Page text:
The University Record, June 11, 1997

Social Work reaches $12 million goal
ahead of deadline

By Bernie DeGroat
News and Information Services

The School of Social Work, already widely considered the top social work school in the United States, has successfully completed one of the largest fund-raising campaigns in the country for a school of its kind, says Dean Paula Allen-Meares.

The five-year effort, "Building Leadership for a Changing Society," has officially met its $12 million goal several months before the fall 1997 target date. In addition, since 1992, the school's endowment has grown from about $280,000 to $3.4 million.

According to Allen-Meares, the new funds will be used for student scholarships and programs, faculty research support and endowed chairs, and for costs associated with the new Social Work Building, which will open by the end of this year.

"We are extremely pleased with the generous gifts we have received," she says. "By achieving our goal, we now have funds to support our poverty, mental health and welfare reform programs. We also now have two endowed chairs, more support for students and a focus on children and families.

"We also would like to acknowledge our partnerships with other academic units on campus, especially business administration, LS&A, law and engineering."

Allen-Meares says that the School of Social Work's campaign, part of the campuswide "Campaign for Michigan," marks a turning point for the school.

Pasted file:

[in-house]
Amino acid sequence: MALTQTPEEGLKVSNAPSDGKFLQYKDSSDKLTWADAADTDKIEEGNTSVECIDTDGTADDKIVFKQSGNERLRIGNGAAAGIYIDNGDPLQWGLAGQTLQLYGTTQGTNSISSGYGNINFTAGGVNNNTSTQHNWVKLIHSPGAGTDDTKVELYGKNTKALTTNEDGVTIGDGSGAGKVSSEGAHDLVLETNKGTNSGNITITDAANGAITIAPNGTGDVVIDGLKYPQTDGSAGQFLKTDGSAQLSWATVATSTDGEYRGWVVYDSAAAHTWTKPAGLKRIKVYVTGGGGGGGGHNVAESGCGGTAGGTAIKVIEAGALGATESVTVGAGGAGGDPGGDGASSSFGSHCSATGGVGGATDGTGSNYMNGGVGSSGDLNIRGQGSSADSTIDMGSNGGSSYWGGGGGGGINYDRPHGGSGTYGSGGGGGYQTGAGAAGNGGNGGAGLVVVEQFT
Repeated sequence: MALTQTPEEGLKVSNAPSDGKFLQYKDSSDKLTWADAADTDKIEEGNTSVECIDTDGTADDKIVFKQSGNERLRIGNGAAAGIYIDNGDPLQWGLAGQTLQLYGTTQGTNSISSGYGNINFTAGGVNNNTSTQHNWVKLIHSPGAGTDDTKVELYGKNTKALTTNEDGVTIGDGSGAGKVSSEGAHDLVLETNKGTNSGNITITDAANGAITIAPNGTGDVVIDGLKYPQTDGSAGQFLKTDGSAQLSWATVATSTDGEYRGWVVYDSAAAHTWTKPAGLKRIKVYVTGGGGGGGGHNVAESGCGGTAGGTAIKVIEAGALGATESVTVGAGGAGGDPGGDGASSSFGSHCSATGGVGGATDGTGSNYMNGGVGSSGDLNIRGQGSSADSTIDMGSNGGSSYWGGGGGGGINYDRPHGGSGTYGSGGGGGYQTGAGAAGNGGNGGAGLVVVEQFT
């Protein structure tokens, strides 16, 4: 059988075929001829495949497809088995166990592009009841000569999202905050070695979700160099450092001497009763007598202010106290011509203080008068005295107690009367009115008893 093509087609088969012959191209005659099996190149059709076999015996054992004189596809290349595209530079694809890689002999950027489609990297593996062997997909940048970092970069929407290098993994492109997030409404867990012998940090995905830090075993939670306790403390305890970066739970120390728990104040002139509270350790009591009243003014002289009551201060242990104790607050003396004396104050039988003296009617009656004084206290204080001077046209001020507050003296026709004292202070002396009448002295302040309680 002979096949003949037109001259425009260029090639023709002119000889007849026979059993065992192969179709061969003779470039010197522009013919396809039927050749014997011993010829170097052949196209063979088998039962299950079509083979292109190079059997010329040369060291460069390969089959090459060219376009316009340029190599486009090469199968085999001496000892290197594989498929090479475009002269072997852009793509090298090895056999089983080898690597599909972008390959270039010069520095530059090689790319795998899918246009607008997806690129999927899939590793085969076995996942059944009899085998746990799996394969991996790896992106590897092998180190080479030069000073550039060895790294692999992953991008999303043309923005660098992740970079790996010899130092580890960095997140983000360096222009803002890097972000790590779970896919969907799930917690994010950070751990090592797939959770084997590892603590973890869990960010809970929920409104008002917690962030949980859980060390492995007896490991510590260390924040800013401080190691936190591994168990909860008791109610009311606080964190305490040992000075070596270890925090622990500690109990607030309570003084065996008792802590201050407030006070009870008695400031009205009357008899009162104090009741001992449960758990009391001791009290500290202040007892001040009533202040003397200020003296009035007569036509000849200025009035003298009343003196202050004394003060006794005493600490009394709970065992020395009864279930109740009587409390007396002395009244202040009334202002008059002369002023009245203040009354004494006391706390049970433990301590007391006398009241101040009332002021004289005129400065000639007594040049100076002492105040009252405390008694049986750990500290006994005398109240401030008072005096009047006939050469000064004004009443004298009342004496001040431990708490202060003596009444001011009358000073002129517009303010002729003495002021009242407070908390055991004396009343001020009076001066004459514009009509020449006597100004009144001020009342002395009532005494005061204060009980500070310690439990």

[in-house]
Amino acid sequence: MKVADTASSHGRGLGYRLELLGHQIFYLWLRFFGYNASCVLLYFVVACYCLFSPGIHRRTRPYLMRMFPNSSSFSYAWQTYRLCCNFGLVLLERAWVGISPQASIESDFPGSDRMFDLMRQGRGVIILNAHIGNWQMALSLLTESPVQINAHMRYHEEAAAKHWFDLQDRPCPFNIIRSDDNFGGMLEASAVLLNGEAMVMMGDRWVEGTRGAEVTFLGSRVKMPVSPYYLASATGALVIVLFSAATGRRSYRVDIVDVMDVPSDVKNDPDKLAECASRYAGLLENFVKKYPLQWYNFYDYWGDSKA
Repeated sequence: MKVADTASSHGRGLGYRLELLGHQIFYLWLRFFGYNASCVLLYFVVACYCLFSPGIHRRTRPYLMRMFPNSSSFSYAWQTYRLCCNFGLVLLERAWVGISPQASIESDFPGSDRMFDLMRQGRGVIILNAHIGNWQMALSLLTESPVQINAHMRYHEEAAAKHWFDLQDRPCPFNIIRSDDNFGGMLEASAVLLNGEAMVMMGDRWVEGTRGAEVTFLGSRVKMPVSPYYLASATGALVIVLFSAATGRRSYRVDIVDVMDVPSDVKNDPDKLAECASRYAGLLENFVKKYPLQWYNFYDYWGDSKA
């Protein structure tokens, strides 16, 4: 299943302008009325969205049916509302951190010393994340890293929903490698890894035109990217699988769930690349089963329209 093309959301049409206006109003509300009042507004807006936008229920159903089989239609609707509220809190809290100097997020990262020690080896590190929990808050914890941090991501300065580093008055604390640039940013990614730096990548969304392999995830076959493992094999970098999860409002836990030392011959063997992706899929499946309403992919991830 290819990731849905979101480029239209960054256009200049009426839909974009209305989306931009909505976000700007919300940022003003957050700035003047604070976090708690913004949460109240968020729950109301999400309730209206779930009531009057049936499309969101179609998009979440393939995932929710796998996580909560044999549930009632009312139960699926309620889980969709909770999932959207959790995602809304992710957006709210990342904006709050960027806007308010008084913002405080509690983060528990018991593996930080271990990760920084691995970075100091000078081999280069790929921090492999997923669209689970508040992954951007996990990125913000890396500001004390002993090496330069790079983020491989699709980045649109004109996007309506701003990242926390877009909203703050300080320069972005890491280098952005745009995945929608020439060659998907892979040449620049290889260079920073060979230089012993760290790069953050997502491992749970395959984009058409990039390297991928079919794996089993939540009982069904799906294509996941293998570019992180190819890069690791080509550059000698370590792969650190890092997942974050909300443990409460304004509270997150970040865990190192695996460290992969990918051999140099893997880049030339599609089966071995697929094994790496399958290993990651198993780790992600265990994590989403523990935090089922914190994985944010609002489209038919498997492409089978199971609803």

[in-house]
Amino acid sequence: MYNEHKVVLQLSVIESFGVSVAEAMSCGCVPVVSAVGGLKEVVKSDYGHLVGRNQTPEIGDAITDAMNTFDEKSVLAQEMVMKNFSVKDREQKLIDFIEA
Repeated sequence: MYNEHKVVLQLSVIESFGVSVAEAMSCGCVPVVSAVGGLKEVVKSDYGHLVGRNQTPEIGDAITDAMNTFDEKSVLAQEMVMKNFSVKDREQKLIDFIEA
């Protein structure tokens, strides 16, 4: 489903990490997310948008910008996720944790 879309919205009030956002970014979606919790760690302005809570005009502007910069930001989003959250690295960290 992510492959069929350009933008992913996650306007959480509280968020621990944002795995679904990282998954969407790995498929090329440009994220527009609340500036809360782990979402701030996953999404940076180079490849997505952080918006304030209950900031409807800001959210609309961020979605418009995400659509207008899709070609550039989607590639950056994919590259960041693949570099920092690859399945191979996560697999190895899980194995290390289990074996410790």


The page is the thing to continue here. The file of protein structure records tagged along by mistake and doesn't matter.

"We have proven that social work is indeed something to invest in, to take part of, to help shape," she says. "Our donors all understand the value of what we are trying to do. To these donors, and to the many others who played a role, we offer our heartfelt thanks."

More than three dozen donors gave gifts of at least $25,000, with four exceeding $1 million. The largest gifts were given by:

· The Annie E. Casey Foundation, $2.3 million, for research on urban poverty.

· Ford Foundation, $1.9 million, for research on poverty and racial inequalities in employment and housing in Detroit.

· Ann Lurie, $1.5 million, for an endowed chair in children and families, and to train social workers in the field of child abuse and neglect.

· Skillman Foundation, $1.1 million, for research on children and families and for a project on cost-effective human services in Michigan.

· Civitas Initiative, $850,000, for scholarships in the area of child abuse and neglect.

· McGregor Fund, $450,000, for the commons area in the new Social Work Building and for Comnet, an Internet resource for non-profit organizations maintained by the School of Social Work.

· Estate of Clarice C. Jones, $409,000, for the Eleanor Cranefield Endowed Fund, which will be used for student scholarships.